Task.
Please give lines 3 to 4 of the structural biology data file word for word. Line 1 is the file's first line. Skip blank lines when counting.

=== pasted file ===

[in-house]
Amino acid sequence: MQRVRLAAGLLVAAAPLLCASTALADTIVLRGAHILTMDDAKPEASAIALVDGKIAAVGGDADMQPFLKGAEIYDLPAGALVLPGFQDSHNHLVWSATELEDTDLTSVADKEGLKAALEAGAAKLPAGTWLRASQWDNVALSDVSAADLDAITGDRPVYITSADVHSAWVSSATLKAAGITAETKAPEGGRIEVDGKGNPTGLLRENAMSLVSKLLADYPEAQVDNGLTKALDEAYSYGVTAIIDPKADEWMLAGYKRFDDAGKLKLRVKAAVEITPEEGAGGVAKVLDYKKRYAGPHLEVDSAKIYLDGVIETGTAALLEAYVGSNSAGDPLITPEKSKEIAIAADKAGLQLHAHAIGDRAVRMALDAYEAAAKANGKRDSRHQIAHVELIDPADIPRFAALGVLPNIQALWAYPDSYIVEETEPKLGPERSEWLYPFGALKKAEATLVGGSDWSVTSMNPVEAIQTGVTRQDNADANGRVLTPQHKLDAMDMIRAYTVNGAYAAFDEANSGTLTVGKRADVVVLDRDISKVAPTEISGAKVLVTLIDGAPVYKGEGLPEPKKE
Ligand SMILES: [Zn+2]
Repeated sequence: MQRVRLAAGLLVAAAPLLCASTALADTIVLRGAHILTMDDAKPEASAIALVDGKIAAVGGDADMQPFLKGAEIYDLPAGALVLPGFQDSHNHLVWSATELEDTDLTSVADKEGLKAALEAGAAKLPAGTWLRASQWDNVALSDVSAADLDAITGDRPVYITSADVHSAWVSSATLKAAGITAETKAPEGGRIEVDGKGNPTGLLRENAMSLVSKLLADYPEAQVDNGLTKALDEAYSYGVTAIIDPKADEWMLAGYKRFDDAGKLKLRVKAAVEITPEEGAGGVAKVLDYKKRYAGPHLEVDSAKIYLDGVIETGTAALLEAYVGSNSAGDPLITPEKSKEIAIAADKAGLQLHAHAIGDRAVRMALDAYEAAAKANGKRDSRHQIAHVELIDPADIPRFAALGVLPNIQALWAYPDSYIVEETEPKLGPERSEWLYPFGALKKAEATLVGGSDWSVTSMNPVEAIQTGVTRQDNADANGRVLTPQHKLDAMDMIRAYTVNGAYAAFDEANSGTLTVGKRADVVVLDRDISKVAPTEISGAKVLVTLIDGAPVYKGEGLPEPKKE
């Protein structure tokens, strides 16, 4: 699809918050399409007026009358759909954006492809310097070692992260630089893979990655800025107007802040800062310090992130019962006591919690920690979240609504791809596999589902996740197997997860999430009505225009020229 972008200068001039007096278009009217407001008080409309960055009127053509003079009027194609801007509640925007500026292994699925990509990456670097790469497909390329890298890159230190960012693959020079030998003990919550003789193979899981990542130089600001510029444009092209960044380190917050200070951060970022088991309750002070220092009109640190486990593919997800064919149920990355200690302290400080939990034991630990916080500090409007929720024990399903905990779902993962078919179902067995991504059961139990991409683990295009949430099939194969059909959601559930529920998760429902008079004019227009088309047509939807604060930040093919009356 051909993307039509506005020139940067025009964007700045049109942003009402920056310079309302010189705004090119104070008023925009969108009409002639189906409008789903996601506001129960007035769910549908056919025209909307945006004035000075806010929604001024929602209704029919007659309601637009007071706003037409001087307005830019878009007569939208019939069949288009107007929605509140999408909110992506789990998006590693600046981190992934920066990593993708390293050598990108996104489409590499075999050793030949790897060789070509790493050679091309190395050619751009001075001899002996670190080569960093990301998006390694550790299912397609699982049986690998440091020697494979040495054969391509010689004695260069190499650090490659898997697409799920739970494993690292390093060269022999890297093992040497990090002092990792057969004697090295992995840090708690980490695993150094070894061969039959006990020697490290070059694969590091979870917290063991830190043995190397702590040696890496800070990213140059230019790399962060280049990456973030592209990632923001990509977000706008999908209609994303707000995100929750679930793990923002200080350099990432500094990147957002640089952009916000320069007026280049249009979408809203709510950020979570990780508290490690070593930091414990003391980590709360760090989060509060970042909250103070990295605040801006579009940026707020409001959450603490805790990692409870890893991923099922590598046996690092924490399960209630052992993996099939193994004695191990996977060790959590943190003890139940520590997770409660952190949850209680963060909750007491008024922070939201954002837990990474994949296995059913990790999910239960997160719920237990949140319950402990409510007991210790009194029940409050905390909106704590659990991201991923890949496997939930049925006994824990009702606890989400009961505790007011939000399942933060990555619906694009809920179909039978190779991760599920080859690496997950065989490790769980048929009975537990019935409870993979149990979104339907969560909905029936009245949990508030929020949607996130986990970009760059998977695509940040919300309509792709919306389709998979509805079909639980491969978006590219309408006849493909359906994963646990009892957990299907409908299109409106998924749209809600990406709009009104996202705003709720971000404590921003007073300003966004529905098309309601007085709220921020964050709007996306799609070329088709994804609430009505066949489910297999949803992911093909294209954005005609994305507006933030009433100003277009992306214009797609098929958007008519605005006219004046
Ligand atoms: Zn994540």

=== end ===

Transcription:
Ligand SMILES: [Zn+2]
Repeated sequence: MQRVRLAAGLLVAAAPLLCASTALADTIVLRGAHILTMDDAKPEASAIALVDGKIAAVGGDADMQPFLKGAEIYDLPAGALVLPGFQDSHNHLVWSATELEDTDLTSVADKEGLKAALEAGAAKLPAGTWLRASQWDNVALSDVSAADLDAITGDRPVYITSADVHSAWVSSATLKAAGITAETKAPEGGRIEVDGKGNPTGLLRENAMSLVSKLLADYPEAQVDNGLTKALDEAYSYGVTAIIDPKADEWMLAGYKRFDDAGKLKLRVKAAVEITPEEGAGGVAKVLDYKKRYAGPHLEVDSAKIYLDGVIETGTAALLEAYVGSNSAGDPLITPEKSKEIAIAADKAGLQLHAHAIGDRAVRMALDAYEAAAKANGKRDSRHQIAHVELIDPADIPRFAALGVLPNIQALWAYPDSYIVEETEPKLGPERSEWLYPFGALKKAEATLVGGSDWSVTSMNPVEAIQTGVTRQDNADANGRVLTPQHKLDAMDMIRAYTVNGAYAAFDEANSGTLTVGKRADVVVLDRDISKVAPTEISGAKVLVTLIDGAPVYKGEGLPEPKKE